PIKLE   JOURNAL HOME PAGE   CONTACT

Diaries
of
PAUL K LYONS

1981

January
February
March
April
May
June
July
August
September
October
November
December

JOURNAL - 1981 - JANUARY

6 January 1981

1980 was the year that I lost control of my own destiny. I lost all will to do anything at all. I accepted that I was not capable of becoming the person that I had dreamt I would be. Realities hit me like punches in the face. It became difficult to smile at strangers and to stand erect on two feet and say I am Paul and I am the god of the Paul. I lost all confidence. I became small and insignificant. Marielle blamed it on Pluto, Rosy became careful in what she said to me. Harold continued to support me, Rosina wept with me. The flat in Leyton nearly destroyed me. Although it sounds melodramatic, survival was the keyword for the year. I had no job, no responsibility, no work, and was not obliged into doing anything. The year jerked by in more misery than I can remember. There were two positives: at the beginning of the year I stopped smoking; and, in July, I moved out of Leyton to Iverson Road. The fits of depression stopped after the move, and, although I still wept on occasions, in general I kept on top of things. For weeks I kept busy redecorating. I invited Peter K to move in with me, but it soon became clear that our lifestyles were so different that we found little pleasure living with each other.

I began to read Jane Austen and discovered Bel. I spent a very lovely time with Flavia. I met up with Jan a couple of times during Paris excursions. Love was reserved for memories, hopes and mirrors, although I did also become vaguely attracted to three attached women: Vonny, Annabel and Ros. I explored some elements of journalism with David Paul, and I became addicted to placing advertisements: Researcher, writer, journalist. Do you need a non-secretarial assistant? Paul Lyons 328 7566

And of course I wrote some stories. What was seeded in Corsica, flourished in London, i.e. inability. But what else was I supposed to do with my time during the year. Had I other things to do I probably would not have written: 'The Nightmare', 'Don Juan', 'The Fallible Wife', 'The Friendship', 'The Shepherd', 'Meeting in Alicante', 'The Coming of Blindness', 'The Face of Annamieke', 'Valerie's Young Life', 'Martha Cramer', 'Sunshine', 'Yorick's Story', 'Lillian Beecham', 'The High Street Flyer', 'The Brittle Rhapsody of Silence on a Winter Beach', 'Eddy's Eggies' and 'The Vegetable Auction' (the last three being radio plays). If I learned anything it was how hard the art of writing is. I rarely spent more than two or three hours a day doing IT. I reassured myself that one had to practice.

The year finished in a flourish of social activity, either to make up for the lack in 1980 or to prepare me for a lack in 1981.

Leah lay stiff and tense in my bed giving nothing more than a minimal response to my unconfident touches. Words were a much safer medium. I thought I had enchanted her but she was not beautiful enough for me to ride her thin starched lips. Martha was here too but in Harold's bed. Her will to please was evident in plump hips and rosy cheeks, but she has anxiety-drenched eyes. Another visitor, Tal, rides storms upon the facts of life which she never learnt in youth. Only sex is clear as a complicated issue, she says. She thinks she ought to know which dragon breathes the gales.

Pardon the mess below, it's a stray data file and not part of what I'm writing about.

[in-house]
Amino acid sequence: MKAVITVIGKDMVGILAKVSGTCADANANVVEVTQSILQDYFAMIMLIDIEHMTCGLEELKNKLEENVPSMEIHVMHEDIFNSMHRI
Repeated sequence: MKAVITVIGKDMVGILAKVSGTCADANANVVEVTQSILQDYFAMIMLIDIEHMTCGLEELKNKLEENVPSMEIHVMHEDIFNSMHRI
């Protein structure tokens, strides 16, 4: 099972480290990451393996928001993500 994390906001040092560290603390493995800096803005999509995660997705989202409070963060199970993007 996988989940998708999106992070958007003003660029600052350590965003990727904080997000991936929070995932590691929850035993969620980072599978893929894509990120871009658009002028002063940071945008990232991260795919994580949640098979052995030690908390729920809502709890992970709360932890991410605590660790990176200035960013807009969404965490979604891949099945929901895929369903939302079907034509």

19 January

'Mankind cannot bear too much reality.'

There was a review in 'The Observer' of a new book called 'The Evolution of Human Consciousness'. It is written by a clever experimental psychologist. I believe it comes to the same conclusions as I do. I must see it. The reviewer quotes: 'Total involvement to the exclusion of introspective self-evaluation is the modern psychologist's recipe for happiness.' And, he adds, it is amusing to note that this is a Victorian prescription. Isn't this what I've been saying for years. Self awareness is like a drug, alcohol or opium. It is an addiction and as such endangers mental health. I am a living proof to that theory. This last year and indeed during other periods of my life I've suffered from an unusual degree of self-awareness. Pain is accepted as abnormal and we do something about it, but about mental turmoil we know nothing. I have adapted to a certain amount of mental turmoil, pain, in the same way that people adapt to chronic physical pain. The evolution of human consciousness and all its implications I find utterly compelling.

Anxiety rises up at the interface between thought and reality.

A POEM

It's not as if depression lifts
Quickly like gentlemen remove their hats in church
Or as fast as weather changes mood
Oh not this one of mine, more in line
With economic recessions and the old familiar ice age

Of course I bought a pick axe
Warm clothes
And different coloured hot and hotter
Water bottles
But I had no money for the fleshier comforts
Not one person felt driven to donate
To me
A warm heart
Friendly breasts and succulent thighs

It's not as if there's magic cures or potions
Friends sink into ancient eastern customs for a symbol
Students wail in frightful jargon once reserved for shrinks
And even the stately skilled professions of medicine and science
Haven't got a clue or half on how our matter ticks

Of course I've read their books
The classic ones
The ancient and the modern
Manuscripts, transcripts and
Drama scripts
But neither Bond or Stoppard
Have a line
To tide me through the mire

Tuesday 20 January

I am reading about Keith Douglas, the Wilfred Owen of the Second World War. Patrick Kealey feels an affinity for him so I promised to look into the possibilities of writing a short one-man play. 1) I need to know what made the man tick; 2) I have to have an interesting plot to hold a show together.